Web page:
Indivisible partnered with ListeningWorks, a project from Boston-based organization Youth on Board, to offer a webinar that allows you to strengthen your organization, build bridges between divided communities, and build a shared vision of unity.
By the end of this 90 minute training, you will have tools to listen across differences, develop greater empathy and understanding, and do deep canvassing in your community. Read More
2018 is here! Learn more about our Indivisible 435 program and how we're going to win elections across the country. Read More
Relationships are what make a movement move. Indivisible regional organizers share tips on how to build relationships and hold effective 1-on-1 meetings with supporters -- meetings that can open the door to making them into powerful new leaders in your group! All it takes is knowing how to ask. Read More
Build better teams → get more done → build more power. In this webinar, you’ll learn how to structure your group to accomplish more and stress out less. Our national organizing team talked with organizational experts to come up with the best guidance possible. Read More
Feeling overwhelmed? Want to get your members plugged in to help run your local group? Indivisible’s organizing team shares best practices for how to identify and develop leaders in your group and build a sustainable team structure—so that we can all stay in the fights to come! Read More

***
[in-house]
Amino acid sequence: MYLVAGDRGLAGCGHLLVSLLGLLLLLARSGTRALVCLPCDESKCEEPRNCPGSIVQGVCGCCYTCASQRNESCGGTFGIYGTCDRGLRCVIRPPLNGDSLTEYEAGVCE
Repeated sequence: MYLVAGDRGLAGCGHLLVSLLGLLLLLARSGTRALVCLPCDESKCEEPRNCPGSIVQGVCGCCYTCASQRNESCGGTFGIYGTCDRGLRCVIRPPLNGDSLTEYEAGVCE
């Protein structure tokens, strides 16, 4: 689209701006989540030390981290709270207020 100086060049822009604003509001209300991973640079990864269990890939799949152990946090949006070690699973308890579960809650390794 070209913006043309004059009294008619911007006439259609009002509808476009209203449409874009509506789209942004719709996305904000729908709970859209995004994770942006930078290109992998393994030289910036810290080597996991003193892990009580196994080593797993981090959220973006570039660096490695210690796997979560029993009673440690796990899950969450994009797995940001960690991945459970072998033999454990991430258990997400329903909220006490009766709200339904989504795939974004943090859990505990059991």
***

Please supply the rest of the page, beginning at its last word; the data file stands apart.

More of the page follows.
How do I recruit new members for my group? How do we get Facebook group members to come to meetings and actions more often? How can we sustain our energy and keep our group members feeling engaged and empowered? Hear answers to these questions and more with the Indivisible Organizing team! Read More
You asked for it and we listened. One of our takeaways from the Listening Tour was that you want more trainings, opportunities to share best practices on organizing, or to discuss topics that will contextualize our work in the broader movement space.
For our first event, we’ll dive into a conversation about systemic oppression, white supremacy, and how these forces show up in our lives and in our organizing.
We’ll hear from special guest Chris Crass, who will talk about systemic oppression and white supremacy, and how these forces show up in our lives. There will be room for questions and discussion at the end. Read More
In the wake of the domestic terrorist attack and white supremacist rally in Charlottesville, VA, it is important that we take a critical look at our role in dismantling systems of oppression. This document includes initial things to do in your groups and your community, but is just a start. Read More
You’ve heard us say it before, but we’ll say it again: this is a marathon, not a sprint. The key to success is to keep showing up, but we know it’s easy to get overwhelmed by how much is going on and how much there is to do. Here are a few tips on how to make advocacy a habit—and keep it fun and engaging in the months ahead! Read More
Different groups communicate with each other or store information in different ways. And just like steps to ensure physical security, it’s important to consider the risks you and your group might be facing—or might not. Many security measures require compromises in terms of the ease of communication or cost to an organization’s institutional memory. Being secure is less convenient than just doing nothing, and the goal should be to identify what’s most important to you and your group, and focus on what you can effectively do to secure that, rather than devising an iron-clad system that’s impossible to use. Read More